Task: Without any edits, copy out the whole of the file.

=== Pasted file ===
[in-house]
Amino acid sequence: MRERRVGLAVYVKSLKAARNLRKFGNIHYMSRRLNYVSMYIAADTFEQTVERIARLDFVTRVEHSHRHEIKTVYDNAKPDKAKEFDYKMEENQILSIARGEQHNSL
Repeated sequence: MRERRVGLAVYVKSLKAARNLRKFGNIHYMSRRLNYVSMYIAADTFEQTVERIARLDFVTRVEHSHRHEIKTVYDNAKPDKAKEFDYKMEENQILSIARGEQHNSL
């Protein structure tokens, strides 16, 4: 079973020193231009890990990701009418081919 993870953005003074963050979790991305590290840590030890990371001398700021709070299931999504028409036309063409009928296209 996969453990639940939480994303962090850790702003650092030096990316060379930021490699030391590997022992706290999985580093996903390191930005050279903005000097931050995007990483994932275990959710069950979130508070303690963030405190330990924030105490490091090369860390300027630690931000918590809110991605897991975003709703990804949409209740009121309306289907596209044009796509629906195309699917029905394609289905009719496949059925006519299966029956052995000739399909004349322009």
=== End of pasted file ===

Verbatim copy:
[in-house]
Amino acid sequence: MRERRVGLAVYVKSLKAARNLRKFGNIHYMSRRLNYVSMYIAADTFEQTVERIARLDFVTRVEHSHRHEIKTVYDNAKPDKAKEFDYKMEENQILSIARGEQHNSL
Repeated sequence: MRERRVGLAVYVKSLKAARNLRKFGNIHYMSRRLNYVSMYIAADTFEQTVERIARLDFVTRVEHSHRHEIKTVYDNAKPDKAKEFDYKMEENQILSIARGEQHNSL
């Protein structure tokens, strides 16, 4: 079973020193231009890990990701009418081919 993870953005003074963050979790991305590290840590030890990371001398700021709070299931999504028409036309063409009928296209 996969453990639940939480994303962090850790702003650092030096990316060379930021490699030391590997022992706290999985580093996903390191930005050279903005000097931050995007990483994932275990959710069950979130508070303690963030405190330990924030105490490091090369860390300027630690931000918590809110991605897991975003709703990804949409209740009121309306289907596209044009796509629906195309699917029905394609289905009719496949059925006519299966029956052995000739399909004349322009």